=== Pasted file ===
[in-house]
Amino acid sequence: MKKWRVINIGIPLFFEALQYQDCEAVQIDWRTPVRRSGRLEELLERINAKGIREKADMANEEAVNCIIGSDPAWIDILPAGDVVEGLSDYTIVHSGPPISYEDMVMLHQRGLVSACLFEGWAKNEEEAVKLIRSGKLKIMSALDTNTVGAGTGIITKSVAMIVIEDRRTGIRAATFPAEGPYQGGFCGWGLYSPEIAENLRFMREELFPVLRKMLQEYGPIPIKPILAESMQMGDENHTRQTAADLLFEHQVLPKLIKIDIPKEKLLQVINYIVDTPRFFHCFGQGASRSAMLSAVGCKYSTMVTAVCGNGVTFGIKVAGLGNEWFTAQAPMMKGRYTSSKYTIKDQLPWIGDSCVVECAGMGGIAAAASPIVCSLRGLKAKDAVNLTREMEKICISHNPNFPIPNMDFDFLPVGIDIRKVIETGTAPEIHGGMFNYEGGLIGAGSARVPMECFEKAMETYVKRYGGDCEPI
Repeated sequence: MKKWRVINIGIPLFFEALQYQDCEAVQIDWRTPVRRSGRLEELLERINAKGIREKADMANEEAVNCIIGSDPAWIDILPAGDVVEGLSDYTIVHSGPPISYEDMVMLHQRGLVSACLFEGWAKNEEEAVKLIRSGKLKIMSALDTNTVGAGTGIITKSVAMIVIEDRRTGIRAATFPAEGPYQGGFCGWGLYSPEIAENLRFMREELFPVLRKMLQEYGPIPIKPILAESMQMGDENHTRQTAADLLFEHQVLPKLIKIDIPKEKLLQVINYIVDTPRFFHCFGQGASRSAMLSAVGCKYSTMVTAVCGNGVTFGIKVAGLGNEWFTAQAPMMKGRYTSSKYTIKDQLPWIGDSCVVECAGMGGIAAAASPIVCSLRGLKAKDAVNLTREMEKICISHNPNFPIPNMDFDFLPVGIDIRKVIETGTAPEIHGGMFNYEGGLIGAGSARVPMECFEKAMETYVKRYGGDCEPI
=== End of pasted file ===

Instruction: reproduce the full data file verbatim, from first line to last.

[in-house]
Amino acid sequence: MKKWRVINIGIPLFFEALQYQDCEAVQIDWRTPVRRSGRLEELLERINAKGIREKADMANEEAVNCIIGSDPAWIDILPAGDVVEGLSDYTIVHSGPPISYEDMVMLHQRGLVSACLFEGWAKNEEEAVKLIRSGKLKIMSALDTNTVGAGTGIITKSVAMIVIEDRRTGIRAATFPAEGPYQGGFCGWGLYSPEIAENLRFMREELFPVLRKMLQEYGPIPIKPILAESMQMGDENHTRQTAADLLFEHQVLPKLIKIDIPKEKLLQVINYIVDTPRFFHCFGQGASRSAMLSAVGCKYSTMVTAVCGNGVTFGIKVAGLGNEWFTAQAPMMKGRYTSSKYTIKDQLPWIGDSCVVECAGMGGIAAAASPIVCSLRGLKAKDAVNLTREMEKICISHNPNFPIPNMDFDFLPVGIDIRKVIETGTAPEIHGGMFNYEGGLIGAGSARVPMECFEKAMETYVKRYGGDCEPI
Repeated sequence: MKKWRVINIGIPLFFEALQYQDCEAVQIDWRTPVRRSGRLEELLERINAKGIREKADMANEEAVNCIIGSDPAWIDILPAGDVVEGLSDYTIVHSGPPISYEDMVMLHQRGLVSACLFEGWAKNEEEAVKLIRSGKLKIMSALDTNTVGAGTGIITKSVAMIVIEDRRTGIRAATFPAEGPYQGGFCGWGLYSPEIAENLRFMREELFPVLRKMLQEYGPIPIKPILAESMQMGDENHTRQTAADLLFEHQVLPKLIKIDIPKEKLLQVINYIVDTPRFFHCFGQGASRSAMLSAVGCKYSTMVTAVCGNGVTFGIKVAGLGNEWFTAQAPMMKGRYTSSKYTIKDQLPWIGDSCVVECAGMGGIAAAASPIVCSLRGLKAKDAVNLTREMEKICISHNPNFPIPNMDFDFLPVGIDIRKVIETGTAPEIHGGMFNYEGGLIGAGSARVPMECFEKAMETYVKRYGGDCEPI